A curve is defined as y=f(x) and has curvature:

\frac {y''} {(1+y'^2)^{3/2}}

show that the curvature is invariant under rotation of the axes.

Hint: calculate  \frac{dy}{dx} =\frac{dy}{d \bar x}\frac{d \bar x}{dx}

OK so we can define the transformation:

u=xCos(\alpha)-ySin(\alpha)
v=xSin(\alpha)+yCos(\alpha)

Then

 \frac {dy} {dx} = \frac {dy} {du} \frac {du} {dx} + \frac {dy} {dv} \frac {dv} {dx} = y_u Cos(\alpha) + y_v Sin(\alpha)

And

 \frac {d^2y} {dx^2} = y_{uu} \frac {du} {dx} Cos(\alpha) + y_{uv} \frac {dv} {dx} Sin(\alpha) + y_{vu} \frac {du} {dx} Sin(\alpha) + y_{vv} \frac {dv} {dx} Sin(\alpha)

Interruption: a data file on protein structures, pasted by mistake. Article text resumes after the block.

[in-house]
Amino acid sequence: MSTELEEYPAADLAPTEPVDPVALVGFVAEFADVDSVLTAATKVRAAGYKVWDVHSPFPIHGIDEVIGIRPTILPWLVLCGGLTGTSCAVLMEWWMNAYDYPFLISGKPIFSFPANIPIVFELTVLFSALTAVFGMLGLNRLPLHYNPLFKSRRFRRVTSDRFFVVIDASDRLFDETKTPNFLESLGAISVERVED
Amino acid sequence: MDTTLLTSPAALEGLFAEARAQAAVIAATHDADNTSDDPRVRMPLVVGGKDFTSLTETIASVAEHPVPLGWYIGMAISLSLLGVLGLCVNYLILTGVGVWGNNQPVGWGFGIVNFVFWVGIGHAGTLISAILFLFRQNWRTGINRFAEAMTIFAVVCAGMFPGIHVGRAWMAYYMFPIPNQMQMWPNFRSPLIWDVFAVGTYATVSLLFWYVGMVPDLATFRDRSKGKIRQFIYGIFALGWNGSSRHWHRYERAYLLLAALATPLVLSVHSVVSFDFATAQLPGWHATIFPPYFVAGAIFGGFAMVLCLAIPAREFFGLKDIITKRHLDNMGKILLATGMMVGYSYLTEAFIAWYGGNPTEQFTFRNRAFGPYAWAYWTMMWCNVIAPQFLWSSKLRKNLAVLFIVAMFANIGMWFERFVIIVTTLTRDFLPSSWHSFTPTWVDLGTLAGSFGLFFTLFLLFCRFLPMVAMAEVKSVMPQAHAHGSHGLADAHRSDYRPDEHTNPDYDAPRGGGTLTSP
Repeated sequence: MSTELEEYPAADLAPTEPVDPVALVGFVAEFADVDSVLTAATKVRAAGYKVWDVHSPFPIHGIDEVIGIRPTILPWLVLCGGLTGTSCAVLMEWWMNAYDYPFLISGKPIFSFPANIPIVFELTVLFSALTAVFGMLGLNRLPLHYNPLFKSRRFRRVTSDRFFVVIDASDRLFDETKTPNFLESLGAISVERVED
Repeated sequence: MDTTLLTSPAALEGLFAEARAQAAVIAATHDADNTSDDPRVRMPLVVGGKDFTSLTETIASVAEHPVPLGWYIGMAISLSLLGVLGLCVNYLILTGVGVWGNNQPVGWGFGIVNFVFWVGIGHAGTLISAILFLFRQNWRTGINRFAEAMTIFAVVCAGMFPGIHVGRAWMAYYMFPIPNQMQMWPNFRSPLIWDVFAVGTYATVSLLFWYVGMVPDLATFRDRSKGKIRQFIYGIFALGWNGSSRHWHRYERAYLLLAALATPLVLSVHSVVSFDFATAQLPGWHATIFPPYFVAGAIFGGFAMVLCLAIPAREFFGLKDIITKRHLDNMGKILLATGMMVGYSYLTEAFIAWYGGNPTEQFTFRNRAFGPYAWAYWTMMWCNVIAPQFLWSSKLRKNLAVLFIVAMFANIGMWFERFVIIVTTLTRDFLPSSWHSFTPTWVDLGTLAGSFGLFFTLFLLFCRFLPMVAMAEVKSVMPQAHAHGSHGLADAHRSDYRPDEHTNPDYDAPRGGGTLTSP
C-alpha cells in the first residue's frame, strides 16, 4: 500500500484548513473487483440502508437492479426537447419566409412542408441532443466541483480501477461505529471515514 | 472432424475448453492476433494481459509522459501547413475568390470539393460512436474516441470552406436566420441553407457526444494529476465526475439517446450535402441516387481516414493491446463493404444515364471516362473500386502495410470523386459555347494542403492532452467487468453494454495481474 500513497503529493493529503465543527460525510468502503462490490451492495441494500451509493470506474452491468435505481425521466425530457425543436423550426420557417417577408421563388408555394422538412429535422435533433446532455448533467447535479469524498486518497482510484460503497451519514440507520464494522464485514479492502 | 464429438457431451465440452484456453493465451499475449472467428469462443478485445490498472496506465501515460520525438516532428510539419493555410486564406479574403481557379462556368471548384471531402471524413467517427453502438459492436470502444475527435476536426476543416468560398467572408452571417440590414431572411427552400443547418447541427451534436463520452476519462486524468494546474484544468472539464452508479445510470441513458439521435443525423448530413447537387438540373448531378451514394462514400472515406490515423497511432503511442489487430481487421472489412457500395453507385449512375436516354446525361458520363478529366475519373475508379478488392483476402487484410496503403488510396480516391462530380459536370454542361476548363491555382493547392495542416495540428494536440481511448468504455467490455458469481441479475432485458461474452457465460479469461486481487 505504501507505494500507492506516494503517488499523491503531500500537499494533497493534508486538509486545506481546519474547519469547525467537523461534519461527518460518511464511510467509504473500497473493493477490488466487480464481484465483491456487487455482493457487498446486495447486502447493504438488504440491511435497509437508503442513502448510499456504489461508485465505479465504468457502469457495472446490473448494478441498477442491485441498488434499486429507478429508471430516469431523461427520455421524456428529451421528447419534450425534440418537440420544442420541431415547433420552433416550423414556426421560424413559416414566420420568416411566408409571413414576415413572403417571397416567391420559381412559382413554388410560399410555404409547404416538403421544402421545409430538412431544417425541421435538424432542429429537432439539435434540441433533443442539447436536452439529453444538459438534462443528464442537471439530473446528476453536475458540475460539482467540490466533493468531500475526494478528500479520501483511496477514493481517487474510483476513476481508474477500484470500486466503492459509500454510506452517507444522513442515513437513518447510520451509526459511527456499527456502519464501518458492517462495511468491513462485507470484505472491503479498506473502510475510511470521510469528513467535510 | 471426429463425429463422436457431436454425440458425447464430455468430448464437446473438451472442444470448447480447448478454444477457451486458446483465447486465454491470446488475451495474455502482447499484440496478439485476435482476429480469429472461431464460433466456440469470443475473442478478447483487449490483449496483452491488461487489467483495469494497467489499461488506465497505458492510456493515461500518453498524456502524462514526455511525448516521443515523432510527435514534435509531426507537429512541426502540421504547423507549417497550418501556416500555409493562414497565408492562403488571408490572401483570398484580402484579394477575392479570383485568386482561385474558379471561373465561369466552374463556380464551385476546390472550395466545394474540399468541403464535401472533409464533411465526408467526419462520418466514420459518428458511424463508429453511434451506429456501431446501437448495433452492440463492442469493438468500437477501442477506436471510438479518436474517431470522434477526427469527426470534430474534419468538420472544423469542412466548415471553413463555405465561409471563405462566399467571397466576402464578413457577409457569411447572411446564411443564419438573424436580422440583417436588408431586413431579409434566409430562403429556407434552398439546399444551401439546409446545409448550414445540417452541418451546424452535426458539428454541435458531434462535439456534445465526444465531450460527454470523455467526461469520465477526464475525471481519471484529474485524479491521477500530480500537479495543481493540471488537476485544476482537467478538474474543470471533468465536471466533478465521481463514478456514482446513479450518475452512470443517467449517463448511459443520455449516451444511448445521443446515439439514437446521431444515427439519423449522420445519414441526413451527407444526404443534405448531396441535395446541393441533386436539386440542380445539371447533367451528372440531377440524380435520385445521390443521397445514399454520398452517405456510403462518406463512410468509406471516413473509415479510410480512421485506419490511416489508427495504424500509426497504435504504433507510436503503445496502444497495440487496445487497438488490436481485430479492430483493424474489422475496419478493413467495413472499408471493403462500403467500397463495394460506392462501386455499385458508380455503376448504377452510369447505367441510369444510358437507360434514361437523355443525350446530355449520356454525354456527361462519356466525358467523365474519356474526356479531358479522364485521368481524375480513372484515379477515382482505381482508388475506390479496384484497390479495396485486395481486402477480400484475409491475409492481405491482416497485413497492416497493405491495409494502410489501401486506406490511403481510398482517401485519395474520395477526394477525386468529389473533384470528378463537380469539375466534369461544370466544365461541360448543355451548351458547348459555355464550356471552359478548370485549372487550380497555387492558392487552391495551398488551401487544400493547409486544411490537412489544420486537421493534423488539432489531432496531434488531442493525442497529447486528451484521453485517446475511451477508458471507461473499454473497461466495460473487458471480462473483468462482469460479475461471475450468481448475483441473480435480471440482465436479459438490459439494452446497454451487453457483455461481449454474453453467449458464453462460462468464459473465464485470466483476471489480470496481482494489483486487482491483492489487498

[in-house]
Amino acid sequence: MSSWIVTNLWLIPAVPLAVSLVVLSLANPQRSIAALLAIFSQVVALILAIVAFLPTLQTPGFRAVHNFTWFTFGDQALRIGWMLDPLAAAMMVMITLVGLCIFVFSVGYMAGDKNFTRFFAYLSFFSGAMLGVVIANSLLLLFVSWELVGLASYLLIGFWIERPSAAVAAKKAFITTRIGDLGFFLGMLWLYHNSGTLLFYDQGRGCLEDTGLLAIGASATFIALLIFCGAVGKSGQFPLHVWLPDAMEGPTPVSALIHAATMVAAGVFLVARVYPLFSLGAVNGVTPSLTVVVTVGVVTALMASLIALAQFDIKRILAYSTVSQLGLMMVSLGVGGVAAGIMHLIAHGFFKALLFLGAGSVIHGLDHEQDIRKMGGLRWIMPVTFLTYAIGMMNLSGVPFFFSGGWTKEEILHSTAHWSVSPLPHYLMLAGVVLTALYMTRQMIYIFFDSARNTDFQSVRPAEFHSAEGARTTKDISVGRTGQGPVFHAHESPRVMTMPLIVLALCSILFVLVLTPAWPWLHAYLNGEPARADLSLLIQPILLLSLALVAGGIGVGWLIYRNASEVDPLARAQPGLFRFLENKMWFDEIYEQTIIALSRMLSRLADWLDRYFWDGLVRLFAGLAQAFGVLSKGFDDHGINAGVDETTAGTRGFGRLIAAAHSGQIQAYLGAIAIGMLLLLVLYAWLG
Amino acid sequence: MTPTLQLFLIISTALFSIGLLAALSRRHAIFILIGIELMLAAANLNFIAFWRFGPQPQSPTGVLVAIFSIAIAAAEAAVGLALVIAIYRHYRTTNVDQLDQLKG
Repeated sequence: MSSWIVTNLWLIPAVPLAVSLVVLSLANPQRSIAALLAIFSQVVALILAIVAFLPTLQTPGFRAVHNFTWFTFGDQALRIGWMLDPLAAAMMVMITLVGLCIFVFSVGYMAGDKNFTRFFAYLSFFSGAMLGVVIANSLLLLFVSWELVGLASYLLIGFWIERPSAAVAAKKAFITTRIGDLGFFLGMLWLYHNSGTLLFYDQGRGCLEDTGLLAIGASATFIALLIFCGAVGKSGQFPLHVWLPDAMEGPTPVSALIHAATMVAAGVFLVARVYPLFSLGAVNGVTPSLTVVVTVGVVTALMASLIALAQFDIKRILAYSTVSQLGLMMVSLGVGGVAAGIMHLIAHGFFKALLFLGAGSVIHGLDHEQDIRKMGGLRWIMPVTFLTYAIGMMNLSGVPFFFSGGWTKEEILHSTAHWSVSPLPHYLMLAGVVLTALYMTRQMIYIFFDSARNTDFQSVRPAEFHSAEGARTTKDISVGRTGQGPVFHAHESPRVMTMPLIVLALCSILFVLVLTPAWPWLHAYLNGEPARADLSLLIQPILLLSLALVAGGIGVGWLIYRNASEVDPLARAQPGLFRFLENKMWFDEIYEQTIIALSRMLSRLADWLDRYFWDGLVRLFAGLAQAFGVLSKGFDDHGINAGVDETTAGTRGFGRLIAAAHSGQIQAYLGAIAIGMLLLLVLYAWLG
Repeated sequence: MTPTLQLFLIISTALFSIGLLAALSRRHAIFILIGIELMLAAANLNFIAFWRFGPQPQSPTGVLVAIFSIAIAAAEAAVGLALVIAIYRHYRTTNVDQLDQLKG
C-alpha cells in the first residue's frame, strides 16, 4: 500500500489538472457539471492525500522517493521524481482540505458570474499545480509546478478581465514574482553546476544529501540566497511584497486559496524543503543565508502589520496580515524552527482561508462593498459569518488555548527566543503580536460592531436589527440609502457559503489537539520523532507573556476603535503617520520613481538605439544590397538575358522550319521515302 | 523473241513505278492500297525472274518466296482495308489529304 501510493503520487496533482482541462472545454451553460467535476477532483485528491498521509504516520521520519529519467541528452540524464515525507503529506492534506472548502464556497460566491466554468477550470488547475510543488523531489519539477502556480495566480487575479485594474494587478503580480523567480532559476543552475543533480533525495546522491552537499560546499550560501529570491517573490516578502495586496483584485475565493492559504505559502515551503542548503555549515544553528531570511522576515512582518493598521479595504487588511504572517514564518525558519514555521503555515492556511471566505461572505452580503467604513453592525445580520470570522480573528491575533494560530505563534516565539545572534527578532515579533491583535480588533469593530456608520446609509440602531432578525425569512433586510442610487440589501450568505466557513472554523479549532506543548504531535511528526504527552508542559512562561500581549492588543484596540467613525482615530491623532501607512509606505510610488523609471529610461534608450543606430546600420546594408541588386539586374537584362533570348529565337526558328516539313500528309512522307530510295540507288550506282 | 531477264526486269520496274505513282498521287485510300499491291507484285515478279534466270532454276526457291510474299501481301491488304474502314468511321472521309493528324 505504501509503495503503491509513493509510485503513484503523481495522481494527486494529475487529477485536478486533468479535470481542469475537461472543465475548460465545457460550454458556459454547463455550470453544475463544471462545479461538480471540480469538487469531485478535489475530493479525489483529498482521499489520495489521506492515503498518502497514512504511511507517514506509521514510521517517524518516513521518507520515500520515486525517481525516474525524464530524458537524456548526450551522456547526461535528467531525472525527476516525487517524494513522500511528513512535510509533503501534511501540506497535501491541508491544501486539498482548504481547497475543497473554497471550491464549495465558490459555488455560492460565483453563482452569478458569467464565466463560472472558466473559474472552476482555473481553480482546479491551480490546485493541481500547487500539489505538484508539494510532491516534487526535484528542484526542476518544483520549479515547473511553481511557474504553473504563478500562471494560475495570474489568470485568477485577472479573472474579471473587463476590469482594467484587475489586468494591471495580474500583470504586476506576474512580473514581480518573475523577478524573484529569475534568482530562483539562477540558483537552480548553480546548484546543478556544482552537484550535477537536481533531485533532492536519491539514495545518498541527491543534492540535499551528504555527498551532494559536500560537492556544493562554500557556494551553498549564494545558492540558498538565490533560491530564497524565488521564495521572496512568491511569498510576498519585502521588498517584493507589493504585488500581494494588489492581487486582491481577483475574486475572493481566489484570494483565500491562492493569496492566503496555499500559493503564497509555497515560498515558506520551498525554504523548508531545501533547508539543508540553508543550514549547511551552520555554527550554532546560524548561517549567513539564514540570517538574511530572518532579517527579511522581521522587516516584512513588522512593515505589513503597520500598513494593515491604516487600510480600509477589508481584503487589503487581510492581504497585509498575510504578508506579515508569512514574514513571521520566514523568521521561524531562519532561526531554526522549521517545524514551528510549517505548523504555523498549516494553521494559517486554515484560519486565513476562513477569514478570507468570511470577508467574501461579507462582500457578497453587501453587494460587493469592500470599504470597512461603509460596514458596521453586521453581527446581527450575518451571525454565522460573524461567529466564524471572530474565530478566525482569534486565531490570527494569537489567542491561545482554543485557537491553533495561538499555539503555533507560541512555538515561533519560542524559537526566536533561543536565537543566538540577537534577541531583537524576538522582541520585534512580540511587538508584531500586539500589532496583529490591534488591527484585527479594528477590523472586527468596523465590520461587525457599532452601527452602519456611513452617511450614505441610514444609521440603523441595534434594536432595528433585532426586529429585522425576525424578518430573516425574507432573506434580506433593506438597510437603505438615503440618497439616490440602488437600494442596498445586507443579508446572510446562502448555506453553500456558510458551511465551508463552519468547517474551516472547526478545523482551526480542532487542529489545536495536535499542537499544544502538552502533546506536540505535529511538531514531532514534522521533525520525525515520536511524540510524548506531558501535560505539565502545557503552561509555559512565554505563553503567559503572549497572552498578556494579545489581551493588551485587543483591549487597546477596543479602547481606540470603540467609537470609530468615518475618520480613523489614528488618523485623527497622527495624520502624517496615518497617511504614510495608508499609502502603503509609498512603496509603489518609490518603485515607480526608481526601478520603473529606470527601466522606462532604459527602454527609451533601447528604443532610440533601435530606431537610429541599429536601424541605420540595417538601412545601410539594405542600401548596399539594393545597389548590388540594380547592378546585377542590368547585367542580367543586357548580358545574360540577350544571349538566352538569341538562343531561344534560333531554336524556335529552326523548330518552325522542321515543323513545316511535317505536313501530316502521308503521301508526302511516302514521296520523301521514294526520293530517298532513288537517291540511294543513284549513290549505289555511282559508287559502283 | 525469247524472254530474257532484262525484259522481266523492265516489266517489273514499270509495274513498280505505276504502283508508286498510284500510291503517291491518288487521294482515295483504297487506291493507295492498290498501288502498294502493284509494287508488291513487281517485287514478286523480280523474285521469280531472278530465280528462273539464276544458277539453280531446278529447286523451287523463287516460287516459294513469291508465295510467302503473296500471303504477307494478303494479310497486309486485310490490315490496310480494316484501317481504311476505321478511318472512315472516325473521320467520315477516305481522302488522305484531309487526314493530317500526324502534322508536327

\frac {d^2y} {dx^2} = y_{uu} Cos^2(\alpha) + 2y_{uv} Cos(\alpha) Sin(\alpha) + y_{vv} Sin^2(\alpha)

Now substituting for \frac{dy}{dx} and \frac{d^2y}{d^2x} into \frac {y''} {(1+y'^2)^{3/2}} dosen't seem to get me anywhere.

I would have thought that the aim of the exercise is to show that:

 \frac {y''} {(1+y'^2)^{3/2}} = \frac {v_{uu}} {(1+v_u^2)^{3/2}}